Now let me tell you a colourful tale….
On the eve of Carnaval the call of relentless drumming echos all around. I’m staying in Santa Teresa, a maze of cobbled streets perched on a hill overlooking Lapa and Centro. The view from this part of the city is great – helicopters, jumbo jets and birds from the Tijuca park cruise across the panorama of blue sky day in day out.
And, in memory of Raiders of the Lost Ark, a rhythmic cacophony rises up. It’s like you’re being summoned. There’s a great feeling of ritual. Submission. A call to abandon yourself to the season of madness.
Like an enjoyable itch!
Excitable whispers are all around about which bloco? when? where? Now this really does feel like a marathon of sorts. Both locals and traveller friends all exchange advice on how to go the distance during Carnaval so you don’t burn out after 2 days
It’s Thursday night and I pop along to L’Argos des Neves. (literally: Square of the Snows, from the Catholic Maria of the Snows).
Friday – ‘Carmelitas’, Santa Teresa
A gang of us make-up, mask-up, dress-up and walk fifteen minutes to Praca Gomez for the Carmelitas bloco. It’s thrilling. The streets are heaving with the colourful joyus rabble. It’s impossible to resist this affectionate wave of energy and camaraderie.
The fews cars daft enough to attempt access down this part of town are covered in jovial bodies. I’m squashed against a VW Beetle (engine running, driver looking pissed off, revving the motor) …by loved up revellers, my Danish, Argentinian and Canadian compadres and I being some of them. All we can do is look at each other and keep repeating the same words: “this is amazing – this is amazing – this is amazing!!!”
Juan and I agree to rise early and catch another local bloco, Ciel na Terra. We’re there at 8am and the gorged parade is already in full swing as it actually started at 6am.
Okay, so I’m becoming accustomed by now to the Wonder Women, the men dressed as Nurses, Mario Brothers, all round eclectic fancy dress. BUT! then come the huge puppets and banners, floating along above the umpteen people beneath – WOWee!! Trumpets sound, chants are called. My bottom lip begins to quiver, my face rushes with sensation, I start to weep! This is overwhelming and wonderful!
I’m across the globe from my sleepy rural home in ye olde labyrinthine Santa Teresa; it’s early morning and all these people are absolutely fully committed to looking incredible, coming together, finding an instrument and playing it, hearing a rhythm and dancing to it, seeing a face and kissing it.
This IS the pyschedelic storm I anticipated!
Sunday – ‘Boilata’, Praca XV and Praca Tridantes
Word on the street is that the hoe-down at Praca XV is gonna be good today.
A bunch of us head down and catch the last of it. We perk ourselves up with salgados and acai to the terrific sound of drums around us.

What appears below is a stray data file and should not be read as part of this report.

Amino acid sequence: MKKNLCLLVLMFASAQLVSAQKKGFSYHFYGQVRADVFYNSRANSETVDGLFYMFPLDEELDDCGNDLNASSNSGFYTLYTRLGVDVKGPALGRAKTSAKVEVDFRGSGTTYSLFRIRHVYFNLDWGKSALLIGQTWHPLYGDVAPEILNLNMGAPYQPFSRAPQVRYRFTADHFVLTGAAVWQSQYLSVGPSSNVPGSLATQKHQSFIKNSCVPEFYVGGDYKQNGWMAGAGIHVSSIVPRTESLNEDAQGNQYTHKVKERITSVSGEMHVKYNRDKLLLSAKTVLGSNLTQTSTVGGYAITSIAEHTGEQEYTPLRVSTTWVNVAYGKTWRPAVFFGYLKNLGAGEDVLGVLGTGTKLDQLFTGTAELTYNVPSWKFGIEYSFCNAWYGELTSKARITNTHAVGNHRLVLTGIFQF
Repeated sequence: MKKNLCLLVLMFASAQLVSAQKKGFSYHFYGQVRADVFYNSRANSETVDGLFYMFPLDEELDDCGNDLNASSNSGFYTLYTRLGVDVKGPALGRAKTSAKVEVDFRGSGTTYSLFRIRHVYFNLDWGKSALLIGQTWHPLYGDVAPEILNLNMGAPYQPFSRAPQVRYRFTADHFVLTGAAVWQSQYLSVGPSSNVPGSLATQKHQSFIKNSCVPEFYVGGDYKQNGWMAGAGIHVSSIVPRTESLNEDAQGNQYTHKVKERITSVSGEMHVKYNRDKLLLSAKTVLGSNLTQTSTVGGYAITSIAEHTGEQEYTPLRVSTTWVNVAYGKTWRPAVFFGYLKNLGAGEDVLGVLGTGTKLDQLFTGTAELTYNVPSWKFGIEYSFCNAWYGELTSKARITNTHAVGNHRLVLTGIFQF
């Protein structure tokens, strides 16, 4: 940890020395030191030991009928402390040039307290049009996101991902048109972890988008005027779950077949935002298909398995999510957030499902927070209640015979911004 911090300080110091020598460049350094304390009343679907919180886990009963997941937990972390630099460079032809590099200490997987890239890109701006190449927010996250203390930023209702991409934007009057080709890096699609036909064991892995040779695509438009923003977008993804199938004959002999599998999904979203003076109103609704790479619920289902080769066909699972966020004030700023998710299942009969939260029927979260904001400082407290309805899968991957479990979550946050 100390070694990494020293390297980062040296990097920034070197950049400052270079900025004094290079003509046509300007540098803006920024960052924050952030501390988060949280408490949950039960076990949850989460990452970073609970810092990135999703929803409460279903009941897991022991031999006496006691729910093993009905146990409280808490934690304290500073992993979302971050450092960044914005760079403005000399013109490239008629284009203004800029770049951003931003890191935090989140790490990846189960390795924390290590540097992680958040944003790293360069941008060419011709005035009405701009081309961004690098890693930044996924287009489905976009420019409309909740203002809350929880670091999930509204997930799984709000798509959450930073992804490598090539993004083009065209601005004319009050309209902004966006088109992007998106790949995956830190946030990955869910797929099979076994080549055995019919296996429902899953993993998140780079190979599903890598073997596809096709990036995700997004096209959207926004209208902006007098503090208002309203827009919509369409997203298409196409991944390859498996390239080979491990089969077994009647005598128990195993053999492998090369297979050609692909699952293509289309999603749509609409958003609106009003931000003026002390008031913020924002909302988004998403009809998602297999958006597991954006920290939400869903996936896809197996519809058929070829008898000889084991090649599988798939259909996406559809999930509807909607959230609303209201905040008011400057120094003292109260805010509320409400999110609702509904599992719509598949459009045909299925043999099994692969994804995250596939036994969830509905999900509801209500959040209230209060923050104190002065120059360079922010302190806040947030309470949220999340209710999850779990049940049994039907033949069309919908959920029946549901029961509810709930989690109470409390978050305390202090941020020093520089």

I bump into Marisa and leave my hungover friends to go with her to Praca Tridadentes where another bloco is underway.
The walk across this central business district is an event in itself. There are few cars around, lone skyscrapers stand. Crazed packs of Carnavalistas occupy the streets. I’m reminded of one of my favourite zombie films ‘28 Days Later’ where London is deserted.
The universal ´we´ are all walking in the same direction teasing, chasing, playing with each other, marching on to the next sound cloud somewhere in the distance.
Vendors selling popcorn, hotdogs, coconut water are here and there. Stood by their barrows, they too are happy!
The Afrika Folk Pop dancers are busting out some great moves. I’ve seen them around the city in the weeks leading up to this, busking around the city.
Monday – ‘Sargento Pimenta’ (Sergeant Peppers), Parque do Flamengo
There’s a bloco at Flamengo today. The theme: Sargento Pimenta/ Sergeant Peppers, a samba band playing the Beatles. I have reservations about such a combination: Sambarised Beatlemania?!
The bus journey there is colourful. The holiday vibe is so normal now – the whole city is at the mercy of Carnaval! I’m in love with this.
Parque Flamengo is expansive. Peter, Juan and I join the crowds walking along. You can´t hear the music yet but the magnetic pull of the bloco draws us in to worship.
Ah-ha! As we get closer the excitable samba bateria drums call out, “…You got to admit it’s getting better, it’s getting better aaaaalllll the time….” is sounding really bloody good with the added dimension of this bossy rhythm! Oh heck! I know the words! I spent many a day as a teen gobbling my way through the Beatles back catalogue, whilst absorbed in art homework – I know ALL the words – hurrah! No more attempting to mime my though a marchinha.
Despite warnings of a potential camera snatching I clutch my prized DSLR baby and snap away in the heaving crowd. More colour – more energy – more enthusiasm – with a sassy Beatles soundtrack. YES – I think this works!
Tuesday – Final official Carnaval day
……and I wake up feeling sick. Aching body, sore throat, headache. I stay in bed and wonder if this has all been a dream. I prop myself up with herbal tea and porridge and sleep and sleep and sleep.
To conclude? it’s been brilliant fun. I’m already planning my return and a more ambitous costume for next year.